Tuesday, October 7, 2008

Eating Art: White Bean Gazpacho ( Ajo Blanco ) with Flagolet Salad


Have you forgotten about 24, 24, 24? I almost have. In the haze of work, I neglected my duty to start posting the recipes from the meal. But, raised right, as I was (thanks Mom), I would feel guilty if I didn't post the recipes.

So, onto course three...White Bean Gazpacho with Flagolet Salad

This dish started with an eternal battle in my kitchen. My husband reveres the rustic; I the refined and beautiful. So for me, Giovanna Garzoni's Broad Beans were pure perfection. The composition, the liveliness; I had always personified those beans. But this 24, 24, 24 thing was a 50/50 affair in terms of planning. So, my husband honed in on the Caracci, one of the first depictions of a poor person dining.

So, what to do? Work together.

We found the most lovely shell peas. The color of the husks (shell?) was claret perfection. I purchased them in part just to break in, to see their secrets. And, then, inside, there were a rugged string of peas.
The night before the dinner, we boiled the peas, tossed them with apple cider vinegar, olive oil, scallions, red shallots, pinch of brown sugar, red pepper, salt and black pepper. We did a pretty job portioning here. We planned for basically 1 T of peas per guest.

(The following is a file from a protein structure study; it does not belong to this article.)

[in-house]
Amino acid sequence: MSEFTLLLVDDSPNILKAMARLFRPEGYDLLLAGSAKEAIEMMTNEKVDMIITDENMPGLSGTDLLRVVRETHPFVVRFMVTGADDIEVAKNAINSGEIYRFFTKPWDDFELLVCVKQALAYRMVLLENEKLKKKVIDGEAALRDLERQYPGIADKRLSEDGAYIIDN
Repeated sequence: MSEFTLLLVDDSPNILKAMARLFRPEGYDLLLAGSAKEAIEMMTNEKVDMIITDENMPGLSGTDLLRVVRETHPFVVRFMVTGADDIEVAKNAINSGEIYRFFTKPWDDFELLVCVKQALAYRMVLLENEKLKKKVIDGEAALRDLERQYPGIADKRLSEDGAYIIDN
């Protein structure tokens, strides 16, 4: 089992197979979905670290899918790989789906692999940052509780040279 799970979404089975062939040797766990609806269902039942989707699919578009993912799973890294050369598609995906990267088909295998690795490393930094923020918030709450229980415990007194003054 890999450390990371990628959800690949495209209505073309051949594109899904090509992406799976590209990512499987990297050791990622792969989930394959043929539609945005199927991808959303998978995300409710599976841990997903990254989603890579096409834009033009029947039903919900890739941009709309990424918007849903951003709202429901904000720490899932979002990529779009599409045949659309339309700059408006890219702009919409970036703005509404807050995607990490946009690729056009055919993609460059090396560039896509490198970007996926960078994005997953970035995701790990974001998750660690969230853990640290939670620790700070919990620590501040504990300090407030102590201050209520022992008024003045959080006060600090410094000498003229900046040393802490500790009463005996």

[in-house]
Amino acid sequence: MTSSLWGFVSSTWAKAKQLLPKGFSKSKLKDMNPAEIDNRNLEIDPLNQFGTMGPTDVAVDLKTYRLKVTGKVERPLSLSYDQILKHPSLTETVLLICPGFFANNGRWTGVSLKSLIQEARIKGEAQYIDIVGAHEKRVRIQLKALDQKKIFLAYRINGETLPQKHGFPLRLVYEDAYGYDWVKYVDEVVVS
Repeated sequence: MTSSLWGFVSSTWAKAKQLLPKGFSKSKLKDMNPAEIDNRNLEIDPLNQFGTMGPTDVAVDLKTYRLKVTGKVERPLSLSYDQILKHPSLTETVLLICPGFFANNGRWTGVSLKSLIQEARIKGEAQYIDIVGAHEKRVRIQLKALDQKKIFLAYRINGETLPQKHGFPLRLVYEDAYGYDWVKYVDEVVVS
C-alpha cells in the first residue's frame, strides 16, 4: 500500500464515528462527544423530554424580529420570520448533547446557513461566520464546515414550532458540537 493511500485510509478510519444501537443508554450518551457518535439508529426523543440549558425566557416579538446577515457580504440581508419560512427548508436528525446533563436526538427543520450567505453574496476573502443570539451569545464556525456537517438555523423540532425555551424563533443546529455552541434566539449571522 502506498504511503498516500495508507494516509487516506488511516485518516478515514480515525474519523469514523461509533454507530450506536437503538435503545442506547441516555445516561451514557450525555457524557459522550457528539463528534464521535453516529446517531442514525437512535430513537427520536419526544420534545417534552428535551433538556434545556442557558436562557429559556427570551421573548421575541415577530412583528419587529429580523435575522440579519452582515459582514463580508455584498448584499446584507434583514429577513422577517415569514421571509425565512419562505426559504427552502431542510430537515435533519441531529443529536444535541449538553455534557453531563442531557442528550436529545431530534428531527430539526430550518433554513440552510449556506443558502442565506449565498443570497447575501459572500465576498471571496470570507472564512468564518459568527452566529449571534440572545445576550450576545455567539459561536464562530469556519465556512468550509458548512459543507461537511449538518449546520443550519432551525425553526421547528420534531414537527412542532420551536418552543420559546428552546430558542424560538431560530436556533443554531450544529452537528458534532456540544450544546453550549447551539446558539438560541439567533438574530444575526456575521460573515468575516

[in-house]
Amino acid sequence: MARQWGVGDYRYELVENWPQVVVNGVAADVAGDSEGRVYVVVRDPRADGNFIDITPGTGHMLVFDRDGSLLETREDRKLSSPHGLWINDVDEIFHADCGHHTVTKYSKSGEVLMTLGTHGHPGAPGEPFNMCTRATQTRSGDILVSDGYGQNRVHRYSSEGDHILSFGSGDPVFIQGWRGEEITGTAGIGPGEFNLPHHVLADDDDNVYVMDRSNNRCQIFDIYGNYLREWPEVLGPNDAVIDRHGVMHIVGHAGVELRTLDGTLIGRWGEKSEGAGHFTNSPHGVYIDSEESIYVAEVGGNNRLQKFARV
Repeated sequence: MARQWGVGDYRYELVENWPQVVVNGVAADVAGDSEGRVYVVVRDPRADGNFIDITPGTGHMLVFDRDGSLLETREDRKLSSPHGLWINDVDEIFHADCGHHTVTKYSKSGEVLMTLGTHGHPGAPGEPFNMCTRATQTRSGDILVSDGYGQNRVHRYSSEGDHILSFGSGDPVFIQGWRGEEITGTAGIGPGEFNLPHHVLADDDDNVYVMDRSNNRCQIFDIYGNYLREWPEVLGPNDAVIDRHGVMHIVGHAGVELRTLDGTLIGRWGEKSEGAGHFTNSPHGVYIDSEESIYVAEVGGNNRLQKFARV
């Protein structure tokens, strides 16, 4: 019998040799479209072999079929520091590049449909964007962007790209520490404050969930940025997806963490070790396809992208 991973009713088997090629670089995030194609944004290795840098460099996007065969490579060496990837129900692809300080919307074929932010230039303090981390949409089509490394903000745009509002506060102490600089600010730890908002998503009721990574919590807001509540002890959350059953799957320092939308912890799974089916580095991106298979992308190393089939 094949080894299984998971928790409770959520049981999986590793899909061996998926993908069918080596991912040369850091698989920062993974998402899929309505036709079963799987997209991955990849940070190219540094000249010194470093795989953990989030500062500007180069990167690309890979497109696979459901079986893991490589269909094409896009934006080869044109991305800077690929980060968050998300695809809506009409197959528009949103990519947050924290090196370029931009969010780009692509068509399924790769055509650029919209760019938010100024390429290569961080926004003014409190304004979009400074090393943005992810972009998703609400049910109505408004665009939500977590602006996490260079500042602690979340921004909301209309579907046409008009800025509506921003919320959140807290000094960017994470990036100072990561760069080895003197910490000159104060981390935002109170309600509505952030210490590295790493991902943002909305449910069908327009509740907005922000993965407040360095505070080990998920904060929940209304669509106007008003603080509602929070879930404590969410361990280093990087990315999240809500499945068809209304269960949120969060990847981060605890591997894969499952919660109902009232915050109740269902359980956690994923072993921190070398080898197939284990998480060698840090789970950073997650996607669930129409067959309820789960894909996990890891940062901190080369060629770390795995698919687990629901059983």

But wait the title was Flagolet? What happened? The farmer at the market didn't have the field help to pick the flagolet and even though I had a order in for that date, it just couldn't be satisfied. Such is life.
Then for the gazpacho. I had read the cool simplicity of Ajo Blanco at one of my favorite blogs, Wild Yeast. I basically followed her recipe, but used Korean garlic rather than store bought. And, then for good measure I add two cloves of German garlic. Finally, I tossed in 1/2 cup cooked cannellini beans. This gazpacho was garlicky--like vampire frightening garlicilicious. And, I think the Korean garlic gave it some herbal overtones. Everyone was dying for my secret ingredient--I know it was that garlic.

This was heaven--and the left over gazpacho is great on cooked pasta with some parsley and feta.

Art Objects: Giovanna Garzoni, A Dish of Broad Beans, 1600 & Annibale Carracci, The Beaneater, Oil on canvas, Galleria Colonna, Rome

Pairing: Huber Hugo Gruner Veltliner

Other Related Posts:
Eating Art: A Meal Inspired by Masterworks of Art
Fig Samosas with Carrot Raita
Acorn Squash Kimchi


La Cuisine d'Helene said...

This looks so good, I wish I could taste that.

maybelles mom said...

Helene: I wish that I could make you some.

Anonymous said...

Yowza, woman! I wanna know how you make the time to cook, photograph and write all of these lovely things while tackling all of your other responsibilities.

I want whatever it is that you put in your wheaties...and some of that gazpacho.

Dee said...

This wasn't a meal, it was art. Your photos are seriously beautiful, especially that stunning claret-coloured pea shot.

maybelles mom said...

lifeinrecipes: Right back at you lady!

Dee: So kind. Thanks.

Alexa said...

Wow, this is one I am going to have to try... It looks so lovely, perfectly flavored and creamy. Brilliant!

Anonymous said...

Perfect artful marriage of rustic and refined. Stunning!